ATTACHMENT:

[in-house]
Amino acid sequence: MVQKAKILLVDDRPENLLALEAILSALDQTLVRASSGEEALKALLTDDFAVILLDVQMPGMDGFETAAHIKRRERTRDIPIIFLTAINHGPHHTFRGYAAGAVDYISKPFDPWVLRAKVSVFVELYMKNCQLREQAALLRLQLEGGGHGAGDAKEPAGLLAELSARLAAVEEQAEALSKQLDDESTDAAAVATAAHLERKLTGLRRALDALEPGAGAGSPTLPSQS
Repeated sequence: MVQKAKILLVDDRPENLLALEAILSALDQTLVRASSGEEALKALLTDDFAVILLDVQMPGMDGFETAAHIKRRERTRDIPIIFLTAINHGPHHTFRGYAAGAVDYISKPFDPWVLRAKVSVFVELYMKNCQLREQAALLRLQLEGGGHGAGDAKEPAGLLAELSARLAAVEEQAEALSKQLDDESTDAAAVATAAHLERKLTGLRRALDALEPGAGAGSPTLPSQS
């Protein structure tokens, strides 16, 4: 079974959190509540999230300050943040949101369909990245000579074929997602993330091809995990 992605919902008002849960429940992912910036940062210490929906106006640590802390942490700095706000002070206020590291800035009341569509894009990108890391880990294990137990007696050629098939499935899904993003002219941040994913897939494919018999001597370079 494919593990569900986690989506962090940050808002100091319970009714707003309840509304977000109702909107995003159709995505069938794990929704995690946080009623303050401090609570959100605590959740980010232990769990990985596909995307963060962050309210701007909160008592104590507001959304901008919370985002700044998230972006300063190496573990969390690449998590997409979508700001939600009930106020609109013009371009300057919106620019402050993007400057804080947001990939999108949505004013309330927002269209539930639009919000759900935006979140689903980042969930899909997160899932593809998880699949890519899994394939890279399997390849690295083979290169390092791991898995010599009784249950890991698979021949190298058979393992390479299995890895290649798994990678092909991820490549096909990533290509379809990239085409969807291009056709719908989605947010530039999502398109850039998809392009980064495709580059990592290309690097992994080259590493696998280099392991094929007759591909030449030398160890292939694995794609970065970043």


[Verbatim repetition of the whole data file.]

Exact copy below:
[in-house]
Amino acid sequence: MVQKAKILLVDDRPENLLALEAILSALDQTLVRASSGEEALKALLTDDFAVILLDVQMPGMDGFETAAHIKRRERTRDIPIIFLTAINHGPHHTFRGYAAGAVDYISKPFDPWVLRAKVSVFVELYMKNCQLREQAALLRLQLEGGGHGAGDAKEPAGLLAELSARLAAVEEQAEALSKQLDDESTDAAAVATAAHLERKLTGLRRALDALEPGAGAGSPTLPSQS
Repeated sequence: MVQKAKILLVDDRPENLLALEAILSALDQTLVRASSGEEALKALLTDDFAVILLDVQMPGMDGFETAAHIKRRERTRDIPIIFLTAINHGPHHTFRGYAAGAVDYISKPFDPWVLRAKVSVFVELYMKNCQLREQAALLRLQLEGGGHGAGDAKEPAGLLAELSARLAAVEEQAEALSKQLDDESTDAAAVATAAHLERKLTGLRRALDALEPGAGAGSPTLPSQS
């Protein structure tokens, strides 16, 4: 079974959190509540999230300050943040949101369909990245000579074929997602993330091809995990 992605919902008002849960429940992912910036940062210490929906106006640590802390942490700095706000002070206020590291800035009341569509894009990108890391880990294990137990007696050629098939499935899904993003002219941040994913897939494919018999001597370079 494919593990569900986690989506962090940050808002100091319970009714707003309840509304977000109702909107995003159709995505069938794990929704995690946080009623303050401090609570959100605590959740980010232990769990990985596909995307963060962050309210701007909160008592104590507001959304901008919370985002700044998230972006300063190496573990969390690449998590997409979508700001939600009930106020609109013009371009300057919106620019402050993007400057804080947001990939999108949505004013309330927002269209539930639009919000759900935006979140689903980042969930899909997160899932593809998880699949890519899994394939890279399997390849690295083979290169390092791991898995010599009784249950890991698979021949190298058979393992390479299995890895290649798994990678092909991820490549096909990533290509379809990239085409969807291009056709719908989605947010530039999502398109850039998809392009980064495709580059990592290309690097992994080259590493696998280099392991094929007759591909030449030398160890292939694995794609970065970043």